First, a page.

Examples In Leadership: Masao Yoshida

Written by fukuleaks.org/web member Peter Melzer, this article originally appeared on his blog.

山は動かない [武田 信玄]。

Last Tuesday, Jul. 9, 2013, Masao Yoshida passed away. He was 58. He had esophageal cancer.

Until his illness forced him to relinquish his post late in 2011, Masao Yoshida was superintendent of Tokyo Electric Power Company’s (TEPCO)Fukushima Dai-ichi Nuclear Power Station on Japan’s northeast coast less than 100 miles north of Tokyo. Yoshida led the power station through the most severe nuclear reactor crisis since the Chernobyl disaster of 1986. Four of six reactors lost all power as a result of the Great Tōhoku Earthquake and Tsunami on Mar. 11, 2011; three were operating. The other was shutdown for inspection, and the fuel had been moved to an adjacent storage pool.

Despite heroic efforts of Yoshida and his crew, the three operating reactors lost cooling, and their fuel melted down. Vast quantities of hydrogen were released into the reactor buildings. Three were devastated by violent explosions. The fourth was spared, because Yoshida’s men managed to open a blow out panel. Large quantities of radioactivity spewed into the air for days, contaminating a wide swath of Fukushima Prefecture and adjoining areas. The Government of Japan declared an exclusion zone around the power station. Roughly 160,000 residents had to be evacuated. At present, about half are still not permitted to return home permanently.

Confronted with the earthquake, flooding, aftershocks and the reactors spinning out of control, Yoshida sent most workers home, but convinced a crew of 50 essential operators to stay with him behind in a quake-resistent command center. The men attempted desperately to keep the nuclear fuel in the reactors and in adjacent storage pools cool and covered with water. After fresh water was exhausted, he ordered to use salt water for cooling against the wishes of TEPCO headquarters. The salt would render the reactors irreparable. TEPCO management had clung to the vain hope of being able to operate them again one day.

In a rare interview months later published online Nov. 13, 2011, by The Asahi Shimbun under the headline “Nuke plant director: ‘I thought several times that I would die’“, Yoshida admitted that he at times believed during the first days of the crisis that he and his men were about to die. He added that he felt that the worst was over only after three months. Despite, Yoshida ascertained that abandoning his post never crossed his mind. The fuel in the two remaining reactors could be cooled with jury-rigged electric pumps, because one emergency diesel generator had survived. Yoshida pointed out that the fuel in these reactors would have inevitably melted as well had the crew retreated from the site.

A power company is no military organization. Operators cannot be ordered to stay on their posts in the face of adversity. They could have walked away anytime. Without doubt, Masao Yoshida’s exemplary leadership during the crisis and his sense of duty encouraged the crew to stay with him and fight a dangerously deteriorating situation, risking life and limb, if not cancer years down the road. Their motives were pure. They wanted to prevent the worst. Yoshida mentioned to a reporter that the families of most operators who stayed with him lived in the area.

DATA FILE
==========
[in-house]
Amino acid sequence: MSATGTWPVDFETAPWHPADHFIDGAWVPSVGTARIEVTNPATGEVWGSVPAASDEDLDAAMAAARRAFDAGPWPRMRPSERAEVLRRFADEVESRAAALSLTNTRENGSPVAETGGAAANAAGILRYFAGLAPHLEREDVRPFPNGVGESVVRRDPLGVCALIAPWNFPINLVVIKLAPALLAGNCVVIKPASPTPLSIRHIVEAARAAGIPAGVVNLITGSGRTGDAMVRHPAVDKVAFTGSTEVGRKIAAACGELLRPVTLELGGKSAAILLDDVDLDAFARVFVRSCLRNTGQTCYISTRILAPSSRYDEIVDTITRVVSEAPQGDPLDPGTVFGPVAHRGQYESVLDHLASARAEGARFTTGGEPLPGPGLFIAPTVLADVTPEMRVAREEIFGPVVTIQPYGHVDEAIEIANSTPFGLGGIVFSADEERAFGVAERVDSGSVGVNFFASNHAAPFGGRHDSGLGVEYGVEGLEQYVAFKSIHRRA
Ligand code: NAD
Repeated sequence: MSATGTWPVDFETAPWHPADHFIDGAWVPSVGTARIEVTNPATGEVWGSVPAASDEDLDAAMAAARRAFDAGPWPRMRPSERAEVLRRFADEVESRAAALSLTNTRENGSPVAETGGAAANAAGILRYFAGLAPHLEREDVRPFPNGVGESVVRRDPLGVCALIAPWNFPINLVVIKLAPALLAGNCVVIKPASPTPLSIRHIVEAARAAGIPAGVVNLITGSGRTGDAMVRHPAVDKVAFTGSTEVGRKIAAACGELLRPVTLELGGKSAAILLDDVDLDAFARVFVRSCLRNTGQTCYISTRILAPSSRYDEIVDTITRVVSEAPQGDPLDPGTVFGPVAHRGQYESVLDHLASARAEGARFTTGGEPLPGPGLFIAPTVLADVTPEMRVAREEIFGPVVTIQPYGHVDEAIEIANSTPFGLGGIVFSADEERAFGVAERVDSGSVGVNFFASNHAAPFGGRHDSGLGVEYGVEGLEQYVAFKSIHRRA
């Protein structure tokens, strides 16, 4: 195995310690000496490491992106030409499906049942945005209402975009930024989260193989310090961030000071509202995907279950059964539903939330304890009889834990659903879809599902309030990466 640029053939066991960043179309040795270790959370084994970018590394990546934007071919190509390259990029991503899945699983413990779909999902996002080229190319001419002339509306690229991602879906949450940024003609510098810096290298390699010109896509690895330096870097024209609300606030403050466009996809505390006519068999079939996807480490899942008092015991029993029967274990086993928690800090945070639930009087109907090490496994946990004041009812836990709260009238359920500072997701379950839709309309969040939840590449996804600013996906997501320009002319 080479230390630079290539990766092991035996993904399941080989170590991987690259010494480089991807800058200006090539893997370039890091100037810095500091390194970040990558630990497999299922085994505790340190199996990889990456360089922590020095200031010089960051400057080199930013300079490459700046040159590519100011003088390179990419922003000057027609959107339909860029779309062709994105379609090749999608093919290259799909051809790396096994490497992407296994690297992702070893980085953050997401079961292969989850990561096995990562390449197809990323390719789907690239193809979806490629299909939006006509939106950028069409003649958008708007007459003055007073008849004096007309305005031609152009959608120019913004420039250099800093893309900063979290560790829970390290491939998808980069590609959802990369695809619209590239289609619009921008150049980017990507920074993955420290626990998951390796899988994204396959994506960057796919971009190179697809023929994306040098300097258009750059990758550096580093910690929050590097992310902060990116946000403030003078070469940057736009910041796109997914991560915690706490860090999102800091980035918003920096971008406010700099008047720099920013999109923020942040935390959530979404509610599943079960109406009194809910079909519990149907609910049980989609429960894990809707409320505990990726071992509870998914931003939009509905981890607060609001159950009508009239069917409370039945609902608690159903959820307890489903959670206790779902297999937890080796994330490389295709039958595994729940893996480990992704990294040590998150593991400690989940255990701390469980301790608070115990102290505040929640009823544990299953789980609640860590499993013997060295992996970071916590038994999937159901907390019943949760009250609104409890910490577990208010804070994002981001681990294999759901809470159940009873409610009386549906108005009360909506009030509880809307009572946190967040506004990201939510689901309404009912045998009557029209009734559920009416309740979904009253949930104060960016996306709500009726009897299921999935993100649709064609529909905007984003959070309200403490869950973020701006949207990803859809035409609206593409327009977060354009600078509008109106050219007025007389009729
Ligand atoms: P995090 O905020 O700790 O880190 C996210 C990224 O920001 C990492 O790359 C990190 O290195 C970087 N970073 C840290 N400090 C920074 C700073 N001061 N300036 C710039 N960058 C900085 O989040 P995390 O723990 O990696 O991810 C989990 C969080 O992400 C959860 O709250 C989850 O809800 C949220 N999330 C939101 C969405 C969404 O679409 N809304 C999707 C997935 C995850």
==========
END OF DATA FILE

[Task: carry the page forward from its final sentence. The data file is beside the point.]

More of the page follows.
At the time he had to take sick leave, Yoshida remarked that cleaning up and decommissioning the stricken power station was only at the beginning. The path ahead would lead through uncharted territory strewn with unprecedented challenges. He felt that the task before the operators would be colossal. One nation alone would not be able to cope with it. Rather, a concerted effort of the international community was needed to accomplish the job.

Against Yoshida’s advice, little international collaboration has come forth to date. TEPCO, a company versed in selling electric power, has been struggling with containing radioactive effluent and removing radioactive debris. Sprawling tank farms have been erected to store the water contaminated by its use for keeping the reactors cool. Long rows of heavy-clad storage bins contain the collected debris. A decontamination facility has been set up for the stored water, but is not quite operational yet, while radioactivity is increasing in the groundwater near the reactors and is consistently detected in the ocean. Removal of the fuel elements from the storage pools has not even started. Nobody knows precisely where the melted fuel in the reactors resides and how to extract it.

In honor of Masao Yoshida and in memory of his advice, an international not-for-profit foundation should be created bearing his name. The foundation should provide expert advice facilitating the succinct and expeditious cleanup of Fukushima Dai-ichi Nuclear Power Station, using novel methods and best practices, with the aim that the residents of the villages and towns around the stricken power station can soon return home for good. The world owes this effort to Masao Yoshida and the Fukushima Fifty whose families used to live there.


I thank fukuleaks.org/web for keeping me up to date with recent developments at Fukushima Dai-ichi Nuclear Power Station.


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